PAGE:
President Obama’s most recent State of the Union address highlighted the crisis in American education: Budget cuts, conflicts between teaching staff and the administration, and byzantine structural problems remain some of the biggest challenges in revamping our public schools. Fixing these issues requires the collaboration of teachers, parents and policymakers at the local, state and national levels.

But inside the classroom, it’s a slightly different story. The challenges are still there — trying to improve passing rates, preparation for the SATs, getting students interested in science and technology — but teachers throughout the country are coming up with their own innovative ways to help their students.

We want to hear more ideas. If you’re an educator and you have one practical idea that can be implemented in a classroom to help students, then take part in our Education Ideas project. Upload a video that discusses your idea to our YouTube channel, and we’ll pick some of the best ones to showcase on our website, and possibly our national broadcast.

Here’s how to do it:

1. Use a digital camera or video recorder to make a video that discusses your idea. Please don’t use any copyrighted content or images of students without parental consent!

2. Log in to your YouTube account (if you don’t have one, you can create one here) and upload your video.

2. Go to the Need to Know Education Ideas video:

3. Click on the comments field. A button should appear that says “Attach a response video.” Follow the instructions from there.

Looking for inspiration? Take a look at some of the ideas that have already been submitted:

Learn from successful schools
Pedro Noguera, sociology professor at New York University

Invest in parents
Zakiyah Ansari, parent leader with the New York City Coalition for Educational Justice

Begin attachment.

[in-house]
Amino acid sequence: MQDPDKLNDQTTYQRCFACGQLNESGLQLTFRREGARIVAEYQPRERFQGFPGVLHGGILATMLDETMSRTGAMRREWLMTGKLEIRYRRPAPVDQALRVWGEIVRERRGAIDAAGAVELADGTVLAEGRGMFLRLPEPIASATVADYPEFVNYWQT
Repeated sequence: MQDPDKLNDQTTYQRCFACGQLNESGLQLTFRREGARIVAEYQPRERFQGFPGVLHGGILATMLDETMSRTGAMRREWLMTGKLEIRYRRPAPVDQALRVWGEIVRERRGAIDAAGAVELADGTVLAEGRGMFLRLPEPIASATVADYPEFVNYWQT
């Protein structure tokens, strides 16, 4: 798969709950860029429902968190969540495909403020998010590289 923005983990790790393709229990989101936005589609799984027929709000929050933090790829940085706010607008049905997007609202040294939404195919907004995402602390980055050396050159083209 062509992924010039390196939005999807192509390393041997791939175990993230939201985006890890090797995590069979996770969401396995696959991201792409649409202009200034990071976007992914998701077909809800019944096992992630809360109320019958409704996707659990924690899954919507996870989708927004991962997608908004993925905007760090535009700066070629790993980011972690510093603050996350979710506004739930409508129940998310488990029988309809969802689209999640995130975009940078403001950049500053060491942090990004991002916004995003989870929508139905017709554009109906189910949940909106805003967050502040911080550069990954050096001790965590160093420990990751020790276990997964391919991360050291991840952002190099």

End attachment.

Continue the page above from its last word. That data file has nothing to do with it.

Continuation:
Study the brain
Sue Szachowiczk, principal of Brockton High School in Brockton, Mass.

Need more ideas? Watch the preview for our hour-long episode on successes in teaching, airing Friday, February 11. Then share your ideas with us and help inspire other educators.

Does the U.S. owe anything for its past?

“One of the things you see when you look at the history of Congo is that it’s a lot easier to destroy something than to build it,” said author Adam Hochschild in an interview last week with Alison Stewart. On the 50th anniversary of the assassination of Patrice Lumumba, Congo’s first democratically elected leader, Hochschild discussed how the U.S. and Belgian governments quietly authorized Lumumba’s assassination amid Cold War fears. The coup that followed ultimately resulted in the 32-year rule of Joseph Mobutu, who “left the country as a wreck from which it is still not recovered.”

We received many strong reactions to the interview, not only over the U.S.’s role in Congo but over its involvement in the affairs of other nations as well. One commenter, Theo, noted:

“Since 1945, [the] U.S. has led or been in involved in over 50 coups that toppled democratically elected government all over the world. America is not neither a friend of democracy nor a practitioner. Today America supports many dictators in Middle East and other parts of the world. It is a shame that US talks so much about democracy, but always ready to destroy a democratic government.”

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‘Tiger’ parenting: Good for children?

Amy Chua’s new book, “Battle Hymn of the Tiger Mother,” has skyrocketed in sales and public attention lately with the Wall Street Journal’s excerpt of some of the book’s most controversial pages on “Chinese” versus “Western” parenting. The article prompted a deluge of outraged reactions and debates in the blogosphere, with one thoughtful response piece from a “Western” mother — and even Chua’s own daughter spoke up in defense of the way she was raised. Last week, Chua sat down with Alison Stewart to elaborate more on her own evolution as a parent, emphasizing that “Tiger Mother” is “not a how-to book; it’s a memoir.”

Some of the heated discussion surrounding Chua and her views on parenting gave way to a broader conversation about which methods are effective in modern parenting. On our website, one reader, Denise, supported Chua’s strict policies and high standards:

Rules, expectations, lessons, molding: These are my takeaways from the few interviews I’ve heard with or read about Chua this week. She says we should assume our children’s strength, not tiptoe around their presumed vulnerability and fragility (I’m paraphrasing). To which I say, right on!